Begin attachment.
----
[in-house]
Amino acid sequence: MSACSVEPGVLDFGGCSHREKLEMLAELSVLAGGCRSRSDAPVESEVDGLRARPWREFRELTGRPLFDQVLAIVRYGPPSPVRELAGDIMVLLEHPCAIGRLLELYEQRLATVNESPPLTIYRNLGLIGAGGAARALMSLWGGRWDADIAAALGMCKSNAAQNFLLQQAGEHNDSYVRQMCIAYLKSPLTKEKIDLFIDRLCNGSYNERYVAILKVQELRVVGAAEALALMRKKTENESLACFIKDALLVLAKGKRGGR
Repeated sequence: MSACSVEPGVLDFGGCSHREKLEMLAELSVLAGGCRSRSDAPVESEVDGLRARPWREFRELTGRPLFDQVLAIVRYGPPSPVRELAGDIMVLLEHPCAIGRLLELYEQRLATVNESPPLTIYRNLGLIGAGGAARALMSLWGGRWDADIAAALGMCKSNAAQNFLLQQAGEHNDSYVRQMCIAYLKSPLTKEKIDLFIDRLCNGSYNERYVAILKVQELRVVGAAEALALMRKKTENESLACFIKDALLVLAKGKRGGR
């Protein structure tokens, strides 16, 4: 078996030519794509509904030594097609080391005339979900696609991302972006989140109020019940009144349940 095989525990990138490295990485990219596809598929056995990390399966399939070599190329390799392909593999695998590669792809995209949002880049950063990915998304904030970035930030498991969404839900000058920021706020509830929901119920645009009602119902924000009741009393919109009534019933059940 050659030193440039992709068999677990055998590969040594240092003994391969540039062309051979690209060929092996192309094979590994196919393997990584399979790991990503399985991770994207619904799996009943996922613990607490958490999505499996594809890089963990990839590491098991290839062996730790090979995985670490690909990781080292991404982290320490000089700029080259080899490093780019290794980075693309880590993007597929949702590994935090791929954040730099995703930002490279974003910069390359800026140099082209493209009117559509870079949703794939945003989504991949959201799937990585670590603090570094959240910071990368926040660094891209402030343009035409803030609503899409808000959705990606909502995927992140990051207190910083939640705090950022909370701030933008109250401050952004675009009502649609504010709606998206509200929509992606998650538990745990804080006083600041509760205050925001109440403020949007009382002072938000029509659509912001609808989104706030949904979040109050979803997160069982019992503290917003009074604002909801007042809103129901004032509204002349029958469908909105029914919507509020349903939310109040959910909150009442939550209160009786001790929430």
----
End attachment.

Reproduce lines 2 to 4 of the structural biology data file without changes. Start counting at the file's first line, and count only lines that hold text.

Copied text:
Amino acid sequence: MSACSVEPGVLDFGGCSHREKLEMLAELSVLAGGCRSRSDAPVESEVDGLRARPWREFRELTGRPLFDQVLAIVRYGPPSPVRELAGDIMVLLEHPCAIGRLLELYEQRLATVNESPPLTIYRNLGLIGAGGAARALMSLWGGRWDADIAAALGMCKSNAAQNFLLQQAGEHNDSYVRQMCIAYLKSPLTKEKIDLFIDRLCNGSYNERYVAILKVQELRVVGAAEALALMRKKTENESLACFIKDALLVLAKGKRGGR
Repeated sequence: MSACSVEPGVLDFGGCSHREKLEMLAELSVLAGGCRSRSDAPVESEVDGLRARPWREFRELTGRPLFDQVLAIVRYGPPSPVRELAGDIMVLLEHPCAIGRLLELYEQRLATVNESPPLTIYRNLGLIGAGGAARALMSLWGGRWDADIAAALGMCKSNAAQNFLLQQAGEHNDSYVRQMCIAYLKSPLTKEKIDLFIDRLCNGSYNERYVAILKVQELRVVGAAEALALMRKKTENESLACFIKDALLVLAKGKRGGR
């Protein structure tokens, strides 16, 4: 078996030519794509509904030594097609080391005339979900696609991302972006989140109020019940009144349940 095989525990990138490295990485990219596809598929056995990390399966399939070599190329390799392909593999695998590669792809995209949002880049950063990915998304904030970035930030498991969404839900000058920021706020509830929901119920645009009602119902924000009741009393919109009534019933059940 050659030193440039992709068999677990055998590969040594240092003994391969540039062309051979690209060929092996192309094979590994196919393997990584399979790991990503399985991770994207619904799996009943996922613990607490958490999505499996594809890089963990990839590491098991290839062996730790090979995985670490690909990781080292991404982290320490000089700029080259080899490093780019290794980075693309880590993007597929949702590994935090791929954040730099995703930002490279974003910069390359800026140099082209493209009117559509870079949703794939945003989504991949959201799937990585670590603090570094959240910071990368926040660094891209402030343009035409803030609503899409808000959705990606909502995927992140990051207190910083939640705090950022909370701030933008109250401050952004675009009502649609504010709606998206509200929509992606998650538990745990804080006083600041509760205050925001109440403020949007009382002072938000029509659509912001609808989104706030949904979040109050979803997160069982019992503290917003009074604002909801007042809103129901004032509204002349029958469908909105029914919507509020349903939310109040959910909150009442939550209160009786001790929430």